DiUS has a smarter way of doing digital


Elliott Murray (DiUS)

Elliott Murray (DiUS)

Credit: Christine Wong

For those in the world still wondering when Skynet, of Terminator fame, will take over the human race, take a step back and breathe.

Artificial intelligence (AI), and the smart algorithms that run in the background, are already infiltrating the market en masse, but a future in which such technology will dominate daily life, is a little way off.

Because while robots may have already arrived, with smart technologies in fast pursuit, the future outlined in Hollywood movies is not quite aligned to reality.

Remember, not long ago, the global population sent faxes, called landlines and wrote letters to friends and family – alien concepts to the millennial generation.

“At the core, digital transformation is centred around how we apply technology to solve problems, or improve processes, or to innovate,” observed Elliott Murray, head of technology at DiUS.

Headquartered in Melbourne, DiUS is a solutions provider with specialist expertise across the Amazon Web Services (AWS) platform, providing advanced consulting to customers such as Bauer Media Group, Jetstar and Vodafone, alongside Nib, Medibank and MYOB, among others.

For Murray, such transformation started many years ago, and continues to accelerate as the market evolves, as technology invades daily life through smartphones and digital devices, as well as in business through public cloud.

Coupled with the rise of deployments specific to the Internet of Things (IoT) and AI, new solutions are emerging to transform the way Australia does business.

“We are already able to carry out great speech recognition, image recognition and self-driving cars and that is going to carry on,” Murray explained.

But it’s not only a case of new technologies, rather how to keep pace with rapid levels of innovation, as businesses attempt to take advantage to avoid falling off the track.

In assessing a competitive industry, Murray cited the work of organisations from the S&P500, which lists the 500 largest companies with common stocks listed on the NYSE or NASDAQ based on market capitalisations.

These organisations were able to remain in the list for around 30 years during the 1960s, whereas today, an enterprise might only last for 10 years.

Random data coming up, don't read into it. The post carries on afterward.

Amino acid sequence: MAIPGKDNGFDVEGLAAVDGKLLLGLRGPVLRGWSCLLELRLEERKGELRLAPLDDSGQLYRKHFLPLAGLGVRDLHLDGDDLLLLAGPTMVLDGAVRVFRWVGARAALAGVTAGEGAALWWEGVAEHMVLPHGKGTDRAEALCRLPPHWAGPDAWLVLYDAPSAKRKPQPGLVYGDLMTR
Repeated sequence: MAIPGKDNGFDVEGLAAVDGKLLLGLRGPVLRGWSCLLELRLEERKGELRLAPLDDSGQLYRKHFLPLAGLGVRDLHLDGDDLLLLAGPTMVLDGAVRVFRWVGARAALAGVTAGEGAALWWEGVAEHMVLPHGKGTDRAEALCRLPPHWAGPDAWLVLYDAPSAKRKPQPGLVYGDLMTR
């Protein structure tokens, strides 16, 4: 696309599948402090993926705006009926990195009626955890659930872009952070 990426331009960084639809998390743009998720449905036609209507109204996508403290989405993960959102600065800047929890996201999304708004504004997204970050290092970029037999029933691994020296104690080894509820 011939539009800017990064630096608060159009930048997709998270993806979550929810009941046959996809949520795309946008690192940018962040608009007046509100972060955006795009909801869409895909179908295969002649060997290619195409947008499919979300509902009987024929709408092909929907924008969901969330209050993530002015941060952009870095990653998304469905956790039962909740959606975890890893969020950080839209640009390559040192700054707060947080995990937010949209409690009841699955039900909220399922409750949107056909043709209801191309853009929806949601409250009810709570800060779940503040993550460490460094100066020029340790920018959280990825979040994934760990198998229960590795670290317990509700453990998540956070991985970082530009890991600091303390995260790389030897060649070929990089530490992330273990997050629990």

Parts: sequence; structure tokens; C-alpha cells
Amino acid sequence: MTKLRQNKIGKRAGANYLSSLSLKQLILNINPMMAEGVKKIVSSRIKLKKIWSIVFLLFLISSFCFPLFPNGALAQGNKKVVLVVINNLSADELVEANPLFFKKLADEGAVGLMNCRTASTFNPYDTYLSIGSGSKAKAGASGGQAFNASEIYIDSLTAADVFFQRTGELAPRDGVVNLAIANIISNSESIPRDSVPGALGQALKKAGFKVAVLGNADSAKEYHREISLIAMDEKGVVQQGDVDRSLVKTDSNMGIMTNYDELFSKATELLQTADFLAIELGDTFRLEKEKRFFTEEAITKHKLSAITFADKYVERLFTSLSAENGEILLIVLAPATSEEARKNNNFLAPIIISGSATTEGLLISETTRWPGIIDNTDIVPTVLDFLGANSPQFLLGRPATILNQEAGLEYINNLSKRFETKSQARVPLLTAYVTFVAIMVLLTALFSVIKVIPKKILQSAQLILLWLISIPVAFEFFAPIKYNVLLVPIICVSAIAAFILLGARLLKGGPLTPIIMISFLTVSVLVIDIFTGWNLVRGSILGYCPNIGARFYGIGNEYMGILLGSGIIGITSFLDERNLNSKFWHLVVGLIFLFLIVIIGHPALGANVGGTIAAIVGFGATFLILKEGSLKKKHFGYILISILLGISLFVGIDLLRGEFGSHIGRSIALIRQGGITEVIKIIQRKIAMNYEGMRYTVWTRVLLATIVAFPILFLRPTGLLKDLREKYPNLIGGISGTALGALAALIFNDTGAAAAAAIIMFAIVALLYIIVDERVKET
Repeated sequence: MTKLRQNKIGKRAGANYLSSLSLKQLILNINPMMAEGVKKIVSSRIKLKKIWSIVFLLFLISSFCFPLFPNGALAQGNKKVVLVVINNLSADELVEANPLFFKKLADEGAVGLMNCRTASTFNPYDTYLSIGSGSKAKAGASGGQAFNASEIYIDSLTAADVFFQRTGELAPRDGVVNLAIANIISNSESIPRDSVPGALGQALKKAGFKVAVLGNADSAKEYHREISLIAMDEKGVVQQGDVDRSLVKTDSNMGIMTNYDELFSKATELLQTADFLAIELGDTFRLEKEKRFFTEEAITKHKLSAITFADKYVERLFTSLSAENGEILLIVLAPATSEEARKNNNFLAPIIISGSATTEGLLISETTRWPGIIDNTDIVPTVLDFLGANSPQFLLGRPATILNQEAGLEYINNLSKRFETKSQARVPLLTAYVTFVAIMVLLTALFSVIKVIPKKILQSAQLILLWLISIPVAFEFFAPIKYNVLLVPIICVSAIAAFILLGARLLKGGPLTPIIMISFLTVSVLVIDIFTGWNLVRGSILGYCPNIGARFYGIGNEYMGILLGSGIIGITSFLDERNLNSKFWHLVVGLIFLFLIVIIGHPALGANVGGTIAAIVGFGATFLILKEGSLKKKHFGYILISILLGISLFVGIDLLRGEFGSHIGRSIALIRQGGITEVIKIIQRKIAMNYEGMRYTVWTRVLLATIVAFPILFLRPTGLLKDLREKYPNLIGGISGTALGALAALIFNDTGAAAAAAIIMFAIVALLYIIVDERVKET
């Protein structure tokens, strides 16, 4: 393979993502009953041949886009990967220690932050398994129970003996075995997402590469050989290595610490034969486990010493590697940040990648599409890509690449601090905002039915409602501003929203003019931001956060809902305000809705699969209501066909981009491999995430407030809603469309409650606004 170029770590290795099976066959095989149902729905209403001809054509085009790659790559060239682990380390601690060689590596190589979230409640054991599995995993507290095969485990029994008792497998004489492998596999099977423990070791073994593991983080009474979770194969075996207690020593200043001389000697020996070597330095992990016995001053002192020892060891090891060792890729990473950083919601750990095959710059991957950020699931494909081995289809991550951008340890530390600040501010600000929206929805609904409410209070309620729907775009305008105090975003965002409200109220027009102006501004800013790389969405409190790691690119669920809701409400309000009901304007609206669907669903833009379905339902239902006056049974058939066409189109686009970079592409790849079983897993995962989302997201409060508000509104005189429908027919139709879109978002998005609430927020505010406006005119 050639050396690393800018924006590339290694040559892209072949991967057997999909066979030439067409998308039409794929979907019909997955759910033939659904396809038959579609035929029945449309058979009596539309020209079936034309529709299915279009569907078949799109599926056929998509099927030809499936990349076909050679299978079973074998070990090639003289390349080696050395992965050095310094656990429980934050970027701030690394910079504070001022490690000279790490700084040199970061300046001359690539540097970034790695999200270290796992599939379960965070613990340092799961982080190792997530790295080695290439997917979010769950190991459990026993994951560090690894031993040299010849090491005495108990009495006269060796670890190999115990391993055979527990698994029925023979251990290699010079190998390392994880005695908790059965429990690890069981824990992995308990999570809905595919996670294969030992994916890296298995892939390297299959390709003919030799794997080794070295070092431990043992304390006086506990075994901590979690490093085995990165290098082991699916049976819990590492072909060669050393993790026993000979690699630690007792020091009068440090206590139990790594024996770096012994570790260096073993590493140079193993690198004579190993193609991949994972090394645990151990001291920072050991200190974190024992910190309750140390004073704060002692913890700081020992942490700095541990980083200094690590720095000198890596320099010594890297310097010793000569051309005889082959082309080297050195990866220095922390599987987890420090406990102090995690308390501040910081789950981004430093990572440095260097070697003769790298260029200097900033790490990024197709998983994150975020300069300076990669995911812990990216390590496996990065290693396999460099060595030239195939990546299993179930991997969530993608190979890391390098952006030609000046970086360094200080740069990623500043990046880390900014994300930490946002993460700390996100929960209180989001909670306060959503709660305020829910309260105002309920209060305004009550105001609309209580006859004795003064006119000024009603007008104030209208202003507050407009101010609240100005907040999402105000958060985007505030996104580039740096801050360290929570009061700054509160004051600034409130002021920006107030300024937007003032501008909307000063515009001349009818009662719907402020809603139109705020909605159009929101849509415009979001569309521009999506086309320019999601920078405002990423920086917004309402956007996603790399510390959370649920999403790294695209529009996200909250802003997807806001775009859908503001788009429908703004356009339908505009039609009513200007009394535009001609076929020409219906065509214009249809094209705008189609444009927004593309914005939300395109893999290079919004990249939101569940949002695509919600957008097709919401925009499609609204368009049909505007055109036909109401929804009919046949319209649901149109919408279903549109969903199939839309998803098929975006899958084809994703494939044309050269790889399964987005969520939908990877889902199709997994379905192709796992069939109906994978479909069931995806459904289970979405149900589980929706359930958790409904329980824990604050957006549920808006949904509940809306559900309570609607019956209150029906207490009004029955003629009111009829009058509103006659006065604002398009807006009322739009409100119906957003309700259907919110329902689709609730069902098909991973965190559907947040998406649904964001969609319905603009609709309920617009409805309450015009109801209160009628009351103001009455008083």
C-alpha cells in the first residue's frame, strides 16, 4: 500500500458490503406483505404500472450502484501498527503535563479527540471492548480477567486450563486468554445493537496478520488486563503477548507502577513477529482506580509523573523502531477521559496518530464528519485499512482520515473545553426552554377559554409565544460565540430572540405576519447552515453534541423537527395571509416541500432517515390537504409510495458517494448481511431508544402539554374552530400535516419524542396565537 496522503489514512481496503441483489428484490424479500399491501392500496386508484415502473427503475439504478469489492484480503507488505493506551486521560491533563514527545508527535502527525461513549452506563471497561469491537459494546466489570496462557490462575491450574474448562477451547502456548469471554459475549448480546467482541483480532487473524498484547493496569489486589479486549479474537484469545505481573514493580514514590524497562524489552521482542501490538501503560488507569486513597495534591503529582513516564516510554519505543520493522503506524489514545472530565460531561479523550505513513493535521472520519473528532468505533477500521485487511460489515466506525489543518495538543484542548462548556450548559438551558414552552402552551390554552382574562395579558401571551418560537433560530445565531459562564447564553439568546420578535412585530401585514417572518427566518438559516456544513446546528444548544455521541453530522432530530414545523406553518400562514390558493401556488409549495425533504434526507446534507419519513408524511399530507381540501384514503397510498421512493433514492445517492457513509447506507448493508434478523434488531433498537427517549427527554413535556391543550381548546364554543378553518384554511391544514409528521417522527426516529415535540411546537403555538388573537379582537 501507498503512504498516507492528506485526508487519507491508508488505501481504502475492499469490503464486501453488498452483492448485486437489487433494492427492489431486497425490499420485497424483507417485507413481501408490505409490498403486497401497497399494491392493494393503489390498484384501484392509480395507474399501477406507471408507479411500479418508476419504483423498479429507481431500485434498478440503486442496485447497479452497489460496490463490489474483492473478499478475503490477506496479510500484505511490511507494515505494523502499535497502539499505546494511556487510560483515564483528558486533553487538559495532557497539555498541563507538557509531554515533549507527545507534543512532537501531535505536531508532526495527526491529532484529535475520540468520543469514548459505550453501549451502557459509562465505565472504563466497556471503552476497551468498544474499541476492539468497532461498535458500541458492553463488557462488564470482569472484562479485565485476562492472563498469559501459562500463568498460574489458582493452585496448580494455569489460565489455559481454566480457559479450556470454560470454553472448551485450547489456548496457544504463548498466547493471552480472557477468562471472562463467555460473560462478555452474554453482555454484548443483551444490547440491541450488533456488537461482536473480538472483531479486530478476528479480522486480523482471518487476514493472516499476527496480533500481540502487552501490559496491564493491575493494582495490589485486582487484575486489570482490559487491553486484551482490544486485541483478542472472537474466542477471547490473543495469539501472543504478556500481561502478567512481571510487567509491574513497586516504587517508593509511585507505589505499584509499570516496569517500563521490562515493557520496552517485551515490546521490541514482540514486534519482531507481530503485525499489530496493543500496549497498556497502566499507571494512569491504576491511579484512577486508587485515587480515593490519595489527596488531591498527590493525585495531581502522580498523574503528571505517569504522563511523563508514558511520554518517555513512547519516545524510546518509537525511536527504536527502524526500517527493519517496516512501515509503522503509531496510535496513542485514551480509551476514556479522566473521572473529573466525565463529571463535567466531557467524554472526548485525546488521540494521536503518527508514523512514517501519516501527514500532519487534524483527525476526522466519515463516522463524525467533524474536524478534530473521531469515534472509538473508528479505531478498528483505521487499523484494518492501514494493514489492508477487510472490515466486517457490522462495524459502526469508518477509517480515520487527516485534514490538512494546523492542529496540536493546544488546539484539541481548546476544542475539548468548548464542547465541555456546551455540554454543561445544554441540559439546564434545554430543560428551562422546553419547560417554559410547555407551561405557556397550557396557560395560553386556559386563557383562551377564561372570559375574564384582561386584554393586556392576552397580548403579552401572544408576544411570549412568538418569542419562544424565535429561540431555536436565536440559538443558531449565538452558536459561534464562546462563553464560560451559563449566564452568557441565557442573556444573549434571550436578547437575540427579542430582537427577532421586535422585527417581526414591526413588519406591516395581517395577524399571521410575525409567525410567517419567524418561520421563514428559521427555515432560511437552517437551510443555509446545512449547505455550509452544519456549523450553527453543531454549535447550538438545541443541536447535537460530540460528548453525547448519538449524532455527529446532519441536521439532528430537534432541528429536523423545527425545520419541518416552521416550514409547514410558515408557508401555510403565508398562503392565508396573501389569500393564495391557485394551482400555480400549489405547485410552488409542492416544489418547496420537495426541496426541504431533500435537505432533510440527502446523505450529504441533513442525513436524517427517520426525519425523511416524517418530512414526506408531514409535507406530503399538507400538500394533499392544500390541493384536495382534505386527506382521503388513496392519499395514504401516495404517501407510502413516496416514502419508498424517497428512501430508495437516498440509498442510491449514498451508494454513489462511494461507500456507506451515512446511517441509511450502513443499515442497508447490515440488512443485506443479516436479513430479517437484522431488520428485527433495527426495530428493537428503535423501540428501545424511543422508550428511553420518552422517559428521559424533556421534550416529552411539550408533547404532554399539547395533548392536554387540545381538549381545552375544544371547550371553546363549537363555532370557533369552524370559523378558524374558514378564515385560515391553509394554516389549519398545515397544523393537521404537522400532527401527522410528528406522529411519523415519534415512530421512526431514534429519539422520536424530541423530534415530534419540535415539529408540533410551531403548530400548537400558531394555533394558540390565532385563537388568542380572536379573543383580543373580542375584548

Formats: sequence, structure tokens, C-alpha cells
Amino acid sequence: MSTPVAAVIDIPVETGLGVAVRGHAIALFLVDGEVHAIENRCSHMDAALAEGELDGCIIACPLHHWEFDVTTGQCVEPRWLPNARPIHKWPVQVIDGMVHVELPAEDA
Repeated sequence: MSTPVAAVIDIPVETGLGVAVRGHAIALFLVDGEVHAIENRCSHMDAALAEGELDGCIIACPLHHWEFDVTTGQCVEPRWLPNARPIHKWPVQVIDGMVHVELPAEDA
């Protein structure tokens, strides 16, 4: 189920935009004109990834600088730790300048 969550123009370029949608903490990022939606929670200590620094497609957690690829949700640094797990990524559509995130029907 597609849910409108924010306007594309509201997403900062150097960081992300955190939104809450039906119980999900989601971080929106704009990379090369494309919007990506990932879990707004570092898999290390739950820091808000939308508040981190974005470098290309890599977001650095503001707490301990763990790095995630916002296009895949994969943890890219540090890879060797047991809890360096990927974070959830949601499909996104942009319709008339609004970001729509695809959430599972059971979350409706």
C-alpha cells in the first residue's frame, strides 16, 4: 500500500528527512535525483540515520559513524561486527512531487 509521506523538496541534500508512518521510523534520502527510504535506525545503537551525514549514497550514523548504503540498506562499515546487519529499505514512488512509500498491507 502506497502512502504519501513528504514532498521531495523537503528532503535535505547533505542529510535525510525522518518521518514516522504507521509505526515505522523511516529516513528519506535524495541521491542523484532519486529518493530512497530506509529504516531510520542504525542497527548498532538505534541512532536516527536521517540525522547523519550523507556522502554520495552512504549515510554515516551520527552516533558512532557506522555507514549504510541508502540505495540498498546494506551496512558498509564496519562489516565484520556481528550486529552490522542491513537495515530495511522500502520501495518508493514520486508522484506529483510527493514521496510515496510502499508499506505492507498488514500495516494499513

“There is a real tangible thing at the end which is your ability to innovate and improve your internal processes while making new opportunities,” Murray added. “And obviously, these technologies [IoT and AI] allow you to do that.”

Defining digital

Perhaps it’s a little presumptive to discuss the benefits of digital transformation, without first defining the technology.

Elliott Murray (DiUS)Credit: Christine Wong
Elliott Murray (DiUS)

A clear explanation remains lacking however, as customers, partners and vendors project varied thoughts and ideas onto a blank canvas spanning the entire technology market.

In short, defining digital transformation really depends on the business, the use case and the technology.

During his address at CeBIT in Sydney, finance minister Victor Dominello tackled the subject head-on, debating what such a shift in thinking means for the market and crucially, “why are we doing it?”.

“Is digital transformation about digitising paper processes to enhance efficiency?” he asked. “Is it about automating repetitive tasks to reduce efforts and errors?

“Is it about employing AI to improve decision making or is it implementing gadgets and devices to give us greater control over our environment?

“Now if you are thinking all the above then you are probably right, but for me digital transformation goes way beyond that. To me, the essence of digital transformation is about transforming the human societies and improving the human condition.”

Dominello believes that digital transformation can be leveraged to help plan a better city, reduce homelessness, improve health care, protect the environment, advance education, decrease the tax burden and more.

For Dominello, digital transformation is about achieving real world outcomes.

In response, Murray acknowledged that the notion of digital goes beyond an organisation, moving into the daily lives of the public.

Murray recalled a time as a child when mobile phones didn’t exist, during an era when fixed lines where still a mainstay in the house. Fast forward to today and Wi-Fi spots are everywhere in the city, allowing people to access the internet free of charge.

“Will we even need a SIM card in five-years’ time?” Murray asked.

Considering changing market dynamics, DiUS is diving deeper into the smarter side of digital transformation, chiefly AI and machine learning.

“You start to see organisations like Google already say, ‘we’re no longer a mobile-first organisation we’re an AI-first organisation’ so we’re very much focused on AI,” Murray added.

This is where DiUS is playing today, and according to Murray, will still be playing by 2023.

Read more on the next page…





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